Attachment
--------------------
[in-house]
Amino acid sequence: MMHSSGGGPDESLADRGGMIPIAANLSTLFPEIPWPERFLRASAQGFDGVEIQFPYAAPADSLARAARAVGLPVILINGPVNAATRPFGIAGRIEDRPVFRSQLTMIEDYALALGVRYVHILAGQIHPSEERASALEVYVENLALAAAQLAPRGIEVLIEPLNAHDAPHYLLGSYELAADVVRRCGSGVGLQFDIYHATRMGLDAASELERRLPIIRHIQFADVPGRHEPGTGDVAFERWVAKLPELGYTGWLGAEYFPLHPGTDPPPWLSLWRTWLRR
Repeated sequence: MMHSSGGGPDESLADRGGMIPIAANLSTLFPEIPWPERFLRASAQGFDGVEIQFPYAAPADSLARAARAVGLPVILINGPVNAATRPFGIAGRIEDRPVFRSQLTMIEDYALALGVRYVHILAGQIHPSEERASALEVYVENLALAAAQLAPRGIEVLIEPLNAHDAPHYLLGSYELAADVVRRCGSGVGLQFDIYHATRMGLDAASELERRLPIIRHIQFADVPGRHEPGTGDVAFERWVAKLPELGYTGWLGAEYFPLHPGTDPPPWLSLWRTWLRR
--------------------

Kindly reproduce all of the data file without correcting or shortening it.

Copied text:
[in-house]
Amino acid sequence: MMHSSGGGPDESLADRGGMIPIAANLSTLFPEIPWPERFLRASAQGFDGVEIQFPYAAPADSLARAARAVGLPVILINGPVNAATRPFGIAGRIEDRPVFRSQLTMIEDYALALGVRYVHILAGQIHPSEERASALEVYVENLALAAAQLAPRGIEVLIEPLNAHDAPHYLLGSYELAADVVRRCGSGVGLQFDIYHATRMGLDAASELERRLPIIRHIQFADVPGRHEPGTGDVAFERWVAKLPELGYTGWLGAEYFPLHPGTDPPPWLSLWRTWLRR
Repeated sequence: MMHSSGGGPDESLADRGGMIPIAANLSTLFPEIPWPERFLRASAQGFDGVEIQFPYAAPADSLARAARAVGLPVILINGPVNAATRPFGIAGRIEDRPVFRSQLTMIEDYALALGVRYVHILAGQIHPSEERASALEVYVENLALAAAQLAPRGIEVLIEPLNAHDAPHYLLGSYELAADVVRRCGSGVGLQFDIYHATRMGLDAASELERRLPIIRHIQFADVPGRHEPGTGDVAFERWVAKLPELGYTGWLGAEYFPLHPGTDPPPWLSLWRTWLRR